Oral Storytelling: This Is Not a Reading
Oral storytelling is a hybrid creature, occupying the space where creative writing and theatrical performance intersect. MFA students will learn about the art of storytelling, attend (and possibly participate in) a public storytelling competition, work up their own story, and—if they’re willing—get up onstage at the MFA Program’s storytelling open mic at the end of the week. This is not a reading.
The storytelling focus begins on Sunday, May 24, when we’ll hear a presentation and performance by award-winning storyteller (and MFA alum) Graham Shelby, who will introduce the elements of good oral storytelling, coach us in preparing our own stories, and perform a few tales of his own.
Next up: a competition. On Tuesday, May 26, MFAers attend the Moth StorySLAM, a monthly competition held at a local music venue. At The Moth, all attendees—MFAers included—are invited to put their names in a hat. Those whose names are drawn have five minutes to tell a true story live onstage, to be judged by four criteria: they must be on time and on topic; they must be a story—with stakes and a beginning, middle, and end—and they must be true.
By the end of the week, all MFA students will prepare their own story for the MFA Program’s own (noncompetitive) storytelling open mic , which takes place at the Brown Hotel on Friday evening, May 29. In honor of its Mothy inspiration, we’re calling it “The Flame.” Graham Shelby hosts, and a cash bar will be available.
For both the Moth StorySLAM and the Flame open mic, the theme is ADVENTURE. Students are encouraged to begin thinking now about an adventure-themed true story from their own lives (not the life of a friend or family member) to share with an audience. Stories should be told, not read. The Moth website offers storytelling tips, including the following:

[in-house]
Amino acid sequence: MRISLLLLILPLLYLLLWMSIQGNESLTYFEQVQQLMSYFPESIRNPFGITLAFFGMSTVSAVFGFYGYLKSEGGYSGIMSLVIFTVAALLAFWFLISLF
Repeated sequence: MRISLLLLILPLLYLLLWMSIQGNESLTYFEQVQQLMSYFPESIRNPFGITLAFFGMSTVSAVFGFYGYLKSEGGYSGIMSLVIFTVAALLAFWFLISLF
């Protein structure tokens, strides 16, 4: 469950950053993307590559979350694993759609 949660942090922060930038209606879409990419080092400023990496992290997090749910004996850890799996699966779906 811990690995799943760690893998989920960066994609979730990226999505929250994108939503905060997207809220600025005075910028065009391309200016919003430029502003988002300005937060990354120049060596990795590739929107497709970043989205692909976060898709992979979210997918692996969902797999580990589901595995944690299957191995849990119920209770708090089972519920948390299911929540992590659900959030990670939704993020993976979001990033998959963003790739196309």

- Have some stakes.
- Start in the action.
- Steer clear of meandering endings.
- No stand-up routines, no rants, no essays.
- Know your story well enough so you can have fun!
The Moth is a non-profit organization that features people telling true stories from their lives, onstage, with no notes, Powerpoint, or cheat sheets. Moth StorySLAMs are held in eighteen cities around the country. Louisville’s Moth has close ties with the Spalding MFA program: Playwriting student Tara Anderson produces, and hosts include alumni Erin Keane and Graham Shelby and current CNF student Ashlee Clark Thompson.
Dramatic Writing Students Attend a Performance of Yank!
Playwriting and screenwriting students and those participating in a dramatic writing workshop will attend a musical-theatre performance, giving them the opportunity to study an example of the craft and discuss the effectiveness of a particular script and production.
Yank! A WWII Love Story addresses a type of romance not publicly discussed in the war years. The play is being mounted by Pandora Productions, a Louisville theatre company that features plays addressing LGBTQ issues. Dramatic writing students and faculty will attend a performance on Saturday, May 23.
All of these events ask students to think about structure, dialogue, language, and story through the lenses of playwriting, screenwriting, and live performance—stretching themselves in new ways that will enrich their writing no matter what their chosen form.